16 September 2016: The Lesser Known Works of David Garrick
David Garrick is known for his incredible influence on the practice of theatre. He was a pioneer in the world of the stage, both as an actor and theatre manager. He was vital in the revivification of Shakespeare’s reputation in the 18th century and managed the Drury Lane theatre for twenty nine years. Garrick is remembered for his portrayal of his many Shakespearean roles and his promotion of realistic acting rather than the prior methods of passionating. He decided to reform the behaviour of theatre audiences and attempted to abolish the half-price tickets patrons would receive for coming in after the interval. Garrick’s work as an actor and a theatre reformer is well documented and discussed. However, less is written about his influence on the literary side of theatre.
Elizabeth P. Stein discusses Garrick’s literary efforts in great detail in her book David Garrick, Dramatist. Although Garrick’s abilities as a playwright are often dismissed, he adapted many plays from the Restoration era which may otherwise have been forgotten. Stein discusses Garrick’s French adaptations, pantomimes, burlesques, comedies and more in this interesting text on Garrick’s work.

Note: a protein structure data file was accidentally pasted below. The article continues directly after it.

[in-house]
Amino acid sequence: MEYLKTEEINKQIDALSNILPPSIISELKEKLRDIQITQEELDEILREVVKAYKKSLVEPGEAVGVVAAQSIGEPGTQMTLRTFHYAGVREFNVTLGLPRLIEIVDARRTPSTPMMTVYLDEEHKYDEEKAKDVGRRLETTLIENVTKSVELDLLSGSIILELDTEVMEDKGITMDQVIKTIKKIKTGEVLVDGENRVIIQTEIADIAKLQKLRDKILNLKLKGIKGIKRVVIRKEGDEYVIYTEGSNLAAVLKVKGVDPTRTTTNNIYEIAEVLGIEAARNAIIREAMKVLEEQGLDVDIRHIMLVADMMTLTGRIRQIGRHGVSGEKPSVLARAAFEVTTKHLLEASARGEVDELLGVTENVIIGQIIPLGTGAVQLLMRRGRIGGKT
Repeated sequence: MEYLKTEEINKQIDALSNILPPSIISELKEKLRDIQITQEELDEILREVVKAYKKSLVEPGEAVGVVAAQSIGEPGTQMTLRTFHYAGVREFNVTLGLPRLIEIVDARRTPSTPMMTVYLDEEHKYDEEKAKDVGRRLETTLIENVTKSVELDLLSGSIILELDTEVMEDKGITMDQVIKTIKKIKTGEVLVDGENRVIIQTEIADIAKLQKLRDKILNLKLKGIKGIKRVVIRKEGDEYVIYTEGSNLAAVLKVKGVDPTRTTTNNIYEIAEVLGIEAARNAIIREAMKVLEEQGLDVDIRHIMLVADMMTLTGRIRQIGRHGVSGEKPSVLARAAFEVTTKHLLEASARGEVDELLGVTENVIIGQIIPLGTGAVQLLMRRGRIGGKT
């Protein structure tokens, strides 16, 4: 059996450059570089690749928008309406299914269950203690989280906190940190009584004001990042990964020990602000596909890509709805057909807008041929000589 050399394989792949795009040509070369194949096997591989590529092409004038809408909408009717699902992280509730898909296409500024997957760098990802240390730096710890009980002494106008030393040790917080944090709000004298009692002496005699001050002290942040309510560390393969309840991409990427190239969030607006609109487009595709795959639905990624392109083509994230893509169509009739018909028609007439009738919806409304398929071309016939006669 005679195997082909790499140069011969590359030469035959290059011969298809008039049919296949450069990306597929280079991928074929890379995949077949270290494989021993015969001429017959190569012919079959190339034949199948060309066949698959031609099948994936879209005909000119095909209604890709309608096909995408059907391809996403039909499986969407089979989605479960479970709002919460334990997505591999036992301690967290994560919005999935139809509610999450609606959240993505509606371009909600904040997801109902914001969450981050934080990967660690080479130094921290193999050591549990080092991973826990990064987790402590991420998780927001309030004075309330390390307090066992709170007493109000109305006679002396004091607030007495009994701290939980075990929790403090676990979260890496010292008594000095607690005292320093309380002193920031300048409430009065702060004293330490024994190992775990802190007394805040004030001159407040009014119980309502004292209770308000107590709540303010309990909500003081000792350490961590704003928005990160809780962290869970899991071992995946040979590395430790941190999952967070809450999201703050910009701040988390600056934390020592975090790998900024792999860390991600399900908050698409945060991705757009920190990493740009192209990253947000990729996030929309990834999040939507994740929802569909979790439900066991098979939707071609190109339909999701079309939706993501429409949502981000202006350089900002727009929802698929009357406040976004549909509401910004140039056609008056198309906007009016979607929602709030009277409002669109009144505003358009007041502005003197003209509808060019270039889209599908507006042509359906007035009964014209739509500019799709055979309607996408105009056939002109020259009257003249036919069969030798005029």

We have a first edition, presentation copy of Stein’s text. To the endpaper there is a note from Stein addressed to Maurice Evans in appreciation of his performance in Shakespeare’s Richard II and in anticipation of the many more great characterisations he will present in the future. It is signed April 5, 1938. Maurice Evans was a British-American actor who was well-known, like Garrick, for his interpretations of Shakespearean characters. However, he is best known on screen as portraying Dr. Zaius in Planet of the Apes and Samantha Stephens’ father Maurice in Bewitched. Evans was in more American television productions of Shakespeare than any other actor. Parallels can be drawn between him and Garrick for their popularisation of the Bard. American television had never before shown feature-length dramatisations of Shakespeare until those starring Evans were televised. This followed his belief that an actor should lead public taste and not play to it. Clearly, Garrick played influence to Evans’s work as a Shakespearean actor and the provenance of this book adds to its fascinating discussion of a lesser documented side of David Garrick.